For many of us, as the world opens up again, it’s become increasingly harder to find the time to read. While I’ve always considered myself a big reader, I’ve recently realised that I had so much more time to read in the past year than any other. Now I’m squeezing my reading in on trains, in my lunch break, and as I cook – narrowly avoiding dropping books into my frying pan! But why am I doing this? Two reasons:
- I love reading stories and the way they make me feel.
- I write my own stories – and I know just how much I can learn from fellow writers.
In my last post (here’s Reading like a writer part 1, if you missed it!), I talked to you about the importance of reading like a writer to get a grasp on how writers perfect plot, character, and prose. There’s still so much more that books can teach us – so let’s talk about how to read with an eye on dialogue, setting, and voice.
I know I’m capable of having a conversation in real life (in fact, usually you can’t shut me up!), but it’s so hard to write realistic dialogue that doesn’t slow the pace of the story.
This is why I suggest reading dialogue in published books. While reading, ask yourself:
- Is it lifelike?
- Does it drive the plot forward?
- Does it give an insight into each character?
By seeing how other writers construct and pace their dialogue, you’ll be well on your way to writing dialogue that doesn’t make you want to scream.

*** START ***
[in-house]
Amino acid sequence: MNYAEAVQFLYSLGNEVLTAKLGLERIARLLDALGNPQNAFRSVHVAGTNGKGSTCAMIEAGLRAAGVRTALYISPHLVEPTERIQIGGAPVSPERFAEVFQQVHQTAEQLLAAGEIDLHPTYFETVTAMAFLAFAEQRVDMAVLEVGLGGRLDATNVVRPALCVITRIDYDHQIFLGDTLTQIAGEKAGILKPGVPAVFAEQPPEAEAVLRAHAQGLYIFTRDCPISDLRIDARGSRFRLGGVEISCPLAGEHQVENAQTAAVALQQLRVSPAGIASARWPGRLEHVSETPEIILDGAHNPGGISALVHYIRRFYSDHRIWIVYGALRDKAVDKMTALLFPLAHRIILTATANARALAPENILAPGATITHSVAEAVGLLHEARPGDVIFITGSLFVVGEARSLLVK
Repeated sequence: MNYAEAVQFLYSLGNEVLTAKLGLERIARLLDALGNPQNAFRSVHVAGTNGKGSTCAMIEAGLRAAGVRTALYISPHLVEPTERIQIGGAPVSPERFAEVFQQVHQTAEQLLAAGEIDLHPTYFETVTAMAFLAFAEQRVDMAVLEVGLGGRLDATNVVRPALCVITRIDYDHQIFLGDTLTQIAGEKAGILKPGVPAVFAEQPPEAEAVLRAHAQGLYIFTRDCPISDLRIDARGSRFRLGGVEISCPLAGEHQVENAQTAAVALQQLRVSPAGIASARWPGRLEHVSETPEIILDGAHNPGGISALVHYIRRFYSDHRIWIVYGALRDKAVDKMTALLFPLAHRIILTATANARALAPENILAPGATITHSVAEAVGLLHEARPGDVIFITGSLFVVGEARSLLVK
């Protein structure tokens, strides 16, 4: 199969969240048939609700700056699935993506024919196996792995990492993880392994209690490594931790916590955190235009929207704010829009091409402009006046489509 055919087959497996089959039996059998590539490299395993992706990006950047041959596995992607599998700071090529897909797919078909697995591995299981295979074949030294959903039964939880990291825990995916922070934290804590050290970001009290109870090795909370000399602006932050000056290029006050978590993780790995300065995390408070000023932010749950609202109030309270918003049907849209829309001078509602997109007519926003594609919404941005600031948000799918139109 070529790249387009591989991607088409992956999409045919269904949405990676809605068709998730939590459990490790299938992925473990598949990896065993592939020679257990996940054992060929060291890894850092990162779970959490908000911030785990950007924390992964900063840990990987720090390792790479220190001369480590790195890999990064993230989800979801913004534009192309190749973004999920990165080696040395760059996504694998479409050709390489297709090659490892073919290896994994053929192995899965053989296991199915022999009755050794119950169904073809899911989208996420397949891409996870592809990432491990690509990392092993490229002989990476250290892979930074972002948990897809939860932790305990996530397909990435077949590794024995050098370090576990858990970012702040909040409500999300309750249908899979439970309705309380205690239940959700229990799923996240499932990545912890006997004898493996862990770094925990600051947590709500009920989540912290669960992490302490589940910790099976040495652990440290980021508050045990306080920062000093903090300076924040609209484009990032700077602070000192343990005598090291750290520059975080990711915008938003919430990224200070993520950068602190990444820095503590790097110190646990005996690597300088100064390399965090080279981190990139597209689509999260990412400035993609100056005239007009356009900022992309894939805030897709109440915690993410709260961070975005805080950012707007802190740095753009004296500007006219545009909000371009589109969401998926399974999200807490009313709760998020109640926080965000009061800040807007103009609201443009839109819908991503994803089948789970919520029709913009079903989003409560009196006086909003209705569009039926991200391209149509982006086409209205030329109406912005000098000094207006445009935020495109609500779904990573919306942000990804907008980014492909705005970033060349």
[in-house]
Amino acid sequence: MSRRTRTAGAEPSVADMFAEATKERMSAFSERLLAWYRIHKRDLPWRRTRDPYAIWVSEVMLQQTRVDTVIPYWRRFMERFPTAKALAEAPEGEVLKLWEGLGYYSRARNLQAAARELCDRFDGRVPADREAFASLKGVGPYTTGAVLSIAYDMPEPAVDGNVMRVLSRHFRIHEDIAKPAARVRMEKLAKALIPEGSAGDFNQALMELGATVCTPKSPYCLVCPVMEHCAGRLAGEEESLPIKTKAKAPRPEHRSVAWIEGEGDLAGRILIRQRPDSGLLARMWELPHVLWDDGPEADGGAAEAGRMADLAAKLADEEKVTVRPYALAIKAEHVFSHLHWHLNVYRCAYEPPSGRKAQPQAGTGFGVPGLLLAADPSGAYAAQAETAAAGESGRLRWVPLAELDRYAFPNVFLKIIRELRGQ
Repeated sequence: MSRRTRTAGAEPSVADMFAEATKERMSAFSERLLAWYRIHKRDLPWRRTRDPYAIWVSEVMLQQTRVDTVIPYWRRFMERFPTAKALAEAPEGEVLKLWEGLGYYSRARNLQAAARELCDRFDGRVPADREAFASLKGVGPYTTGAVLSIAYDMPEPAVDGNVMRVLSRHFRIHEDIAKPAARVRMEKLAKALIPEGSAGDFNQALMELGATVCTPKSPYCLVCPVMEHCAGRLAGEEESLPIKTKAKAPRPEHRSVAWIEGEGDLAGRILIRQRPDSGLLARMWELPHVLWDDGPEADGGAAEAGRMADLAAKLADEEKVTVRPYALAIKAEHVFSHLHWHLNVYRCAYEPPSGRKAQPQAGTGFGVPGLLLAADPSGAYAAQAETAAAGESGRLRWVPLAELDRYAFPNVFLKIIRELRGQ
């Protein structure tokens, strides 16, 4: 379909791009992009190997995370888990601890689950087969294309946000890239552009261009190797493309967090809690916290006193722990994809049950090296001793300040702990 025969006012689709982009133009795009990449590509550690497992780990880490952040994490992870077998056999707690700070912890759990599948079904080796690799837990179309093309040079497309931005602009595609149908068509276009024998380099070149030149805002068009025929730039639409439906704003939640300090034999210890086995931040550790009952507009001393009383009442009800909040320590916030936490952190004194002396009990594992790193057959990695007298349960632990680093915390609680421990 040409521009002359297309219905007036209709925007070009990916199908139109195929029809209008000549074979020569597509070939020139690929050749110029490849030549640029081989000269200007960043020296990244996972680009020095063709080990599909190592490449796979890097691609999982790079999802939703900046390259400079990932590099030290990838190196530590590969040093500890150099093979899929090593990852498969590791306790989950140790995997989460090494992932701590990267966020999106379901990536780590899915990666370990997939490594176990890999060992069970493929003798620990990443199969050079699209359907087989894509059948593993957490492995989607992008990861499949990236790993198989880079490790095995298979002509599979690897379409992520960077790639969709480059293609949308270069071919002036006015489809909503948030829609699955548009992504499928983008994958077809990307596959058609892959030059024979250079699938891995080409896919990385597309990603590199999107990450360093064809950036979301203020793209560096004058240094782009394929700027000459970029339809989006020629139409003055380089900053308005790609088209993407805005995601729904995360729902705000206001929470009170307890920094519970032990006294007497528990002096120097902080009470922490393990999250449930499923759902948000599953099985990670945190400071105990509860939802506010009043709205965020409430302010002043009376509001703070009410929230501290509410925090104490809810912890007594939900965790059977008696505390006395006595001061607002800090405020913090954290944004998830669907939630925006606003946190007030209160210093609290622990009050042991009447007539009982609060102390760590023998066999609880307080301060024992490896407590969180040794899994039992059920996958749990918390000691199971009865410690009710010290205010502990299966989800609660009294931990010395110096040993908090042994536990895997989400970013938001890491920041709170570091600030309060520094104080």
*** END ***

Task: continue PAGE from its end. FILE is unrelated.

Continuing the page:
Learn from: A play or screenplay of your choice. (By reading a form of writing that is so reliant on dialogue you’ll learn from the best!)
Reading for setting
Setting is vital for creating an unforgettable atmosphere for your reader. Whether your novel is set in an open plan office or an open plain, your reader needs to live your characters’ experience.
Open a book and note down how the author uses the five senses. Can you see, smell, hear, touch, even taste the place they’re describing? How does the place make you feel? How does it work with the subject matter of the novel? Is it a beautiful place that contrasts with a horrific crime that occurs? Or a place that exemplifies the themes of the novel? Then, think – how can you make your setting work for you?
Learn from: Shocked Earth by Saskia Goldschmidt, translated by Antoinette Fawcett. (Set on a Dutch farm shocked by earthquakes, the setting is beautifully described and carefully intertwined with the narrative.)
Reading for voice
Voice is all about the unique way you tell your story – so how can you learn about it from other writers? Well, voice is a complex thing, and learning how an author translates a character’s traits into a distinctive voice can only help you on the way.
When reading, note down what you notice about the voice. Does the author use long or short sentences? Is there impact of an accent or dialect? Is there a recurring theme in the way a narrator describes things?
Then, revisit the list and ask yourself why the author has done this. Does an impulsive narrator use short, sharp lines? Or does an overly analytical character use meandering sentences? By examining the voice of other writers, you should have some inspiration on how to create a unique voice of your own!
Learn from: Sharks in the Time of Saviors by Kawai Strong Washburn. (The novel has 5 different narrators – each of whom are immediately distinctive from just a line of writing in their voice. Washburn uses dialect and verbal quirks, based on the character’s personality, to differentiate between voices.)
Tell me what you’re reading at the moment – what have you learned? Is the dialogue lifelike? Can you imagine yourself in the setting? Is the voice so distinctive that you can almost hear the narrator talking directly to you?
Remember, we’re always happy to chat about writing, so do drop an email to firstname.lastname@example.org with any questions!